Speaking of love and compassion, it seems far too often that you don’t have any. At least not towards those who need it most — those who don’t know Jesus. When one of your friends, someone who hangs out with you every week, loses their job or struggles with an addiction or is dealing with another hardship, you’re all about loving them. But if it’s someone you don’t know, someone who needs your help more than even, you tend to ask 18 questions and give as many reason why they’re in the situation they’re in (and often say they deserve it), when all you should be doing is helping them see the light in the midst of their junk. Show them the way out, by doing what you do (or should be doing) and help them see the light and truth for themselves.

I know more than a few people who feel unwelcome when they come through your doors, desperately needing what you have to offer. You’re constantly judging, critiquing and criticizing the very people who you should be caring for and befriending before you’ve even heard their stories. And if they do come over and hang out with you, of course, you talk about them as soon as they leave as if you’ve never thought about, or struggled with anything remotely similar to their issues. How quickly you forget where you came from. How quickly you judge others by their external, maybe more obvious struggles, when you have your own private sins that you choose to gloss over and ignore as if they don’t exist.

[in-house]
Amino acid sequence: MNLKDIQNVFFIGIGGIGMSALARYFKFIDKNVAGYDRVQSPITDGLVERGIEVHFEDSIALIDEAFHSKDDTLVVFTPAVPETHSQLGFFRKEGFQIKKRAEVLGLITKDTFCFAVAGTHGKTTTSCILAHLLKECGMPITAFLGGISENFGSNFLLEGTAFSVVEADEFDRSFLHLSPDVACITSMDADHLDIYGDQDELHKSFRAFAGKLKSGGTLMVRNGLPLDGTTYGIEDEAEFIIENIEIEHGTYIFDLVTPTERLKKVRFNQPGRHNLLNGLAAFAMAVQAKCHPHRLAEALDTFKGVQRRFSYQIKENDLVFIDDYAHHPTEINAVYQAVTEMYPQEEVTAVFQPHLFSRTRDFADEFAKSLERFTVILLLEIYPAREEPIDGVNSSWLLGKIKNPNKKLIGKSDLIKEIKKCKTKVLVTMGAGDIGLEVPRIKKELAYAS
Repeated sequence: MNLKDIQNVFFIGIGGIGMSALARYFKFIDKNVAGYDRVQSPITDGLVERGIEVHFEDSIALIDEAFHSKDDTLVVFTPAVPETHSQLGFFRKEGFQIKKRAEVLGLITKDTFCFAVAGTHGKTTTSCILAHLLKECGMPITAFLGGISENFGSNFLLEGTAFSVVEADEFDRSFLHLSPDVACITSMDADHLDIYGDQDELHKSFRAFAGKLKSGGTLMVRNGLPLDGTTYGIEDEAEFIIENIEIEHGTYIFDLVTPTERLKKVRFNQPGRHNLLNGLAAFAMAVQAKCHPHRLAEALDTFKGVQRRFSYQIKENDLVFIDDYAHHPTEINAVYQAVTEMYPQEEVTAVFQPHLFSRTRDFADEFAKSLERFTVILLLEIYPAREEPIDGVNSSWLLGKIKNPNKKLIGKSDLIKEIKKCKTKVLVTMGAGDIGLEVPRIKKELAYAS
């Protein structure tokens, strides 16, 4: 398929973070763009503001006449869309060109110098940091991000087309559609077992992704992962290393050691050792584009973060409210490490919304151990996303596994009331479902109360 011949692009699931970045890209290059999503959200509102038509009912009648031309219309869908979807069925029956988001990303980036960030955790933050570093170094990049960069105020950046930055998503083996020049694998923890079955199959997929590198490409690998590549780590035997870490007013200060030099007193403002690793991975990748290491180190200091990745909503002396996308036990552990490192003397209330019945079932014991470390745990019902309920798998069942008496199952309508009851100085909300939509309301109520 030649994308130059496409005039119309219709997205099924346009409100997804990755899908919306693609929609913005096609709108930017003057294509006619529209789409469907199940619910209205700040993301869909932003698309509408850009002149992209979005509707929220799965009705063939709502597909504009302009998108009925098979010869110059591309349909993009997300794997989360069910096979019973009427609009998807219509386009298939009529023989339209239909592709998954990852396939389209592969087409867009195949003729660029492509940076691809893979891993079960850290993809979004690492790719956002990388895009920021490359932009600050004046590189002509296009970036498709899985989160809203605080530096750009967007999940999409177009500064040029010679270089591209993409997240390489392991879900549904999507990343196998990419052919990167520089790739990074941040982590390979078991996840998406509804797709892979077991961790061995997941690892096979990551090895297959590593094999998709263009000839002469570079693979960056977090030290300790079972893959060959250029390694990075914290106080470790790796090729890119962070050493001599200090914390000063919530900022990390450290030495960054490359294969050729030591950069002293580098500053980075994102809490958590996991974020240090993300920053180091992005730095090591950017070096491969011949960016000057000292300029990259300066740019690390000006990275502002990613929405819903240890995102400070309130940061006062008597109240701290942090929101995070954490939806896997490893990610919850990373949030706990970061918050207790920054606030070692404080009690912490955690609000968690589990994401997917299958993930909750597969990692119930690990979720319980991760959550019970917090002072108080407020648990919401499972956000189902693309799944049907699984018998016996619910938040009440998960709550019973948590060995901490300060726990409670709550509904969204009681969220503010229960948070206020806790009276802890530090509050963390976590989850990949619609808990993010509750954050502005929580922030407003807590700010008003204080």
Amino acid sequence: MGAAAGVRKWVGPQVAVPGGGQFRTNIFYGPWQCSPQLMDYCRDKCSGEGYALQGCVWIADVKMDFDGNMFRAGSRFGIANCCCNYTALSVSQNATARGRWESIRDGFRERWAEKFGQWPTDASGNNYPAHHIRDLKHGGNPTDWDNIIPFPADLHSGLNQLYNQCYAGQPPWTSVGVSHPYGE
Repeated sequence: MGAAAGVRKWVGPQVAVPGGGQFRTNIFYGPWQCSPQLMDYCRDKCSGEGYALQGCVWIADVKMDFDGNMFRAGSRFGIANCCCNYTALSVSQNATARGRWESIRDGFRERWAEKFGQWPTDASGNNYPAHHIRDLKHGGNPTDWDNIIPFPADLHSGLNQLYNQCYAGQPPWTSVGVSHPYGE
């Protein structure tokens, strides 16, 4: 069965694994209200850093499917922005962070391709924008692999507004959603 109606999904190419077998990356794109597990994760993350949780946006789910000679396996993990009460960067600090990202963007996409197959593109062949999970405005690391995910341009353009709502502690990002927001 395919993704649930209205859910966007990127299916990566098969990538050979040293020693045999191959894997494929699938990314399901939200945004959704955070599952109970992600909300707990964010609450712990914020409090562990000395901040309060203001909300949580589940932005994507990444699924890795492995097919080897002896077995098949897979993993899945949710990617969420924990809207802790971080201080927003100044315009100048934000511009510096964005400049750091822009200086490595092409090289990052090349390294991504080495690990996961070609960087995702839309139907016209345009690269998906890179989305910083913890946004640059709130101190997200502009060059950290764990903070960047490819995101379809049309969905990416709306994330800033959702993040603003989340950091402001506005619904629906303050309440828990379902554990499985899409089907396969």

Most of the time people have legitimate reasons why their lives are in need of your help, but you and your friends just turn them away as if they’re meaningless, worthless, and of no value. So what do they do? They curse your name, and the name of everything you stand for, giving even your well meaning friends a bad name. And then they go right back to the very situation they found themselves running from because they couldn’t find any help from you; they only found condemnation and contempt.

See Church, at the end of the day, I believe you do all these things for one simple reason — you’re having an identity crisis. You’ve forgotten who you are, what you stand for, and your true purpose. You’ve tried to become who you think others want you to be instead of being true to your original design.

And it hurts me to see this because I know who you really are; I’ve seen you in action, when you’re truly you. It’s a beautiful thing. I just wish that more people could see it. But they won’t see it until you change your ways and start acting the way you know how to act, talking the way you know how to talk, and caring and loving the way you know you ought to.

So I pray for you, Church. I pray that you would have a change of heart, a change of mind, and a change of anything else that is not in God’s original plans. And when you change, I can’t wait to see you really change the world around you.

Love Always, Stuart

[Written by Stuart McDonald for Elev8.com. For more from Stuart, check out his all NEW personal blog, follow him on Twitter, and connect with him on Facebook.]